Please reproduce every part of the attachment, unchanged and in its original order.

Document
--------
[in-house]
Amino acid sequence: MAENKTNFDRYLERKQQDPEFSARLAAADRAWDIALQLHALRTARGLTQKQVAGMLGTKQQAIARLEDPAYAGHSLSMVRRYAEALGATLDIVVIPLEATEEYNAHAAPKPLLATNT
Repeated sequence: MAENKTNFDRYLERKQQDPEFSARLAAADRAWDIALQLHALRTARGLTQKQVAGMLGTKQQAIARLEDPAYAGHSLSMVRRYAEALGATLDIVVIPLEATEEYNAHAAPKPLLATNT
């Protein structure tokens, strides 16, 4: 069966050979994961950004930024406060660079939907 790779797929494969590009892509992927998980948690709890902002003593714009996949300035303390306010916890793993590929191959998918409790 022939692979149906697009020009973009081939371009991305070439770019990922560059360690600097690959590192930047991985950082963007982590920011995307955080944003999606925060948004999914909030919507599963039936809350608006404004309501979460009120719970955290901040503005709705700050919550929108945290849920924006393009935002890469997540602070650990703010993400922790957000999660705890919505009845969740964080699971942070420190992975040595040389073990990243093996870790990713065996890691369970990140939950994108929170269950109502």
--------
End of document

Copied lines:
[in-house]
Amino acid sequence: MAENKTNFDRYLERKQQDPEFSARLAAADRAWDIALQLHALRTARGLTQKQVAGMLGTKQQAIARLEDPAYAGHSLSMVRRYAEALGATLDIVVIPLEATEEYNAHAAPKPLLATNT
Repeated sequence: MAENKTNFDRYLERKQQDPEFSARLAAADRAWDIALQLHALRTARGLTQKQVAGMLGTKQQAIARLEDPAYAGHSLSMVRRYAEALGATLDIVVIPLEATEEYNAHAAPKPLLATNT
């Protein structure tokens, strides 16, 4: 069966050979994961950004930024406060660079939907 790779797929494969590009892509992927998980948690709890902002003593714009996949300035303390306010916890793993590929191959998918409790 022939692979149906697009020009973009081939371009991305070439770019990922560059360690600097690959590192930047991985950082963007982590920011995307955080944003999606925060948004999914909030919507599963039936809350608006404004309501979460009120719970955290901040503005709705700050919550929108945290849920924006393009935002890469997540602070650990703010993400922790957000999660705890919505009845969740964080699971942070420190992975040595040389073990990243093996870790990713065996890691369970990140939950994108929170269950109502």